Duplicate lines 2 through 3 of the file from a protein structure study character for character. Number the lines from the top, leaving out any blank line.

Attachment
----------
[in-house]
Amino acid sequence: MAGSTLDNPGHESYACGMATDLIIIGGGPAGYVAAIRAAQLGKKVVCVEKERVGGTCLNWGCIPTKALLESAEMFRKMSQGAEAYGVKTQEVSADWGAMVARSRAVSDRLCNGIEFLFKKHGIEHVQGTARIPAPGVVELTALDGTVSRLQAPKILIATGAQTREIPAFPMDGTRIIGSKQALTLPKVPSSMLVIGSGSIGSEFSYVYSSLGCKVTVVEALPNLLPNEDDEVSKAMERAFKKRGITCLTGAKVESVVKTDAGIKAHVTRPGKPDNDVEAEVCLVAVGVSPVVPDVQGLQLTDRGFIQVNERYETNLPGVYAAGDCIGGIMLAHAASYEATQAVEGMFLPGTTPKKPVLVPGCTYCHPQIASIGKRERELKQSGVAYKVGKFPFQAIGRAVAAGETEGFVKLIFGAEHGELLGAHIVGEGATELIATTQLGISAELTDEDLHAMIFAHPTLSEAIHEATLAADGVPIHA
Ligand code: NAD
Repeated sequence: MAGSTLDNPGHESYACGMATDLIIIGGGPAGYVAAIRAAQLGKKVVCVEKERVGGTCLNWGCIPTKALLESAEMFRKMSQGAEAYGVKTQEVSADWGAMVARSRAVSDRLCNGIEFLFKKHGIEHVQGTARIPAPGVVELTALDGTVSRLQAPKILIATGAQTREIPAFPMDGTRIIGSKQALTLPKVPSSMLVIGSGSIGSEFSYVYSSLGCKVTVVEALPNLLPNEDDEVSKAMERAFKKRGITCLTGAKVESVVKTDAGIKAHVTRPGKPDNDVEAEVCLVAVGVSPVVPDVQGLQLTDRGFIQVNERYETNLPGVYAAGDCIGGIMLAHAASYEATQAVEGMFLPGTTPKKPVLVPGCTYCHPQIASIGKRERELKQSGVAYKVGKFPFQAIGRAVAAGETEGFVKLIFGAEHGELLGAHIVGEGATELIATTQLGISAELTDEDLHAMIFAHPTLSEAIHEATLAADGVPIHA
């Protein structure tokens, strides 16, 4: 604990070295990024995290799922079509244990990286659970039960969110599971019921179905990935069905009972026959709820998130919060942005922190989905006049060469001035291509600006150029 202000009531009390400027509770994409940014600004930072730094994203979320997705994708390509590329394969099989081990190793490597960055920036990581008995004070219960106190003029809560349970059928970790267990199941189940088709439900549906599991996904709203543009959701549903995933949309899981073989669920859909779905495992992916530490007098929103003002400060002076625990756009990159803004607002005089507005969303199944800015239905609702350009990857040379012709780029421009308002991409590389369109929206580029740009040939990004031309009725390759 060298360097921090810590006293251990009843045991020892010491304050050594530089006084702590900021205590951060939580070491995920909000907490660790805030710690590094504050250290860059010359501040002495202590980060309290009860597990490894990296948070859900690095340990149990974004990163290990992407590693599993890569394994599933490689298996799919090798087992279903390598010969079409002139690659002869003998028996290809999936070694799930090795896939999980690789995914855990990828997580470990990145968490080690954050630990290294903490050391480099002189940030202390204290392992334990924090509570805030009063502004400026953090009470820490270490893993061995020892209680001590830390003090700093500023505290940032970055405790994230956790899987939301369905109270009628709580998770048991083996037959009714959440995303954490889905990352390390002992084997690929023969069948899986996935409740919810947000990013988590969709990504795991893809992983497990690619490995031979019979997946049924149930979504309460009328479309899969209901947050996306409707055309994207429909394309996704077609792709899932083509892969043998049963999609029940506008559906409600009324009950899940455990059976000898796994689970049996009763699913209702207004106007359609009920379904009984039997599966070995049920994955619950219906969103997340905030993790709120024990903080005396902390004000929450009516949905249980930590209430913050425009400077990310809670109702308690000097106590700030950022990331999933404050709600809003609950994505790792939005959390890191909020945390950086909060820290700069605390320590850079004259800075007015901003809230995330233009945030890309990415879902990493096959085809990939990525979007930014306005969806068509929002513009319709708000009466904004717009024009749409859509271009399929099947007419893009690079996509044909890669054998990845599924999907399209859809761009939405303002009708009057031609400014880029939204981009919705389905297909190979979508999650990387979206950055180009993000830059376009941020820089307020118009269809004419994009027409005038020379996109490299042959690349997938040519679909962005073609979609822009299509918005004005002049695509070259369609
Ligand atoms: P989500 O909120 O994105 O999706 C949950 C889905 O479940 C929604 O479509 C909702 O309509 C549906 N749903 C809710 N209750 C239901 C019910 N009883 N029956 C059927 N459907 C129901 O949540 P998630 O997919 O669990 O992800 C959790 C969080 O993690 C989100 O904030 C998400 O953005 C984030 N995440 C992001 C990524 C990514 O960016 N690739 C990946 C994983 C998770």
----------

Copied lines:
Amino acid sequence: MAGSTLDNPGHESYACGMATDLIIIGGGPAGYVAAIRAAQLGKKVVCVEKERVGGTCLNWGCIPTKALLESAEMFRKMSQGAEAYGVKTQEVSADWGAMVARSRAVSDRLCNGIEFLFKKHGIEHVQGTARIPAPGVVELTALDGTVSRLQAPKILIATGAQTREIPAFPMDGTRIIGSKQALTLPKVPSSMLVIGSGSIGSEFSYVYSSLGCKVTVVEALPNLLPNEDDEVSKAMERAFKKRGITCLTGAKVESVVKTDAGIKAHVTRPGKPDNDVEAEVCLVAVGVSPVVPDVQGLQLTDRGFIQVNERYETNLPGVYAAGDCIGGIMLAHAASYEATQAVEGMFLPGTTPKKPVLVPGCTYCHPQIASIGKRERELKQSGVAYKVGKFPFQAIGRAVAAGETEGFVKLIFGAEHGELLGAHIVGEGATELIATTQLGISAELTDEDLHAMIFAHPTLSEAIHEATLAADGVPIHA
Ligand code: NAD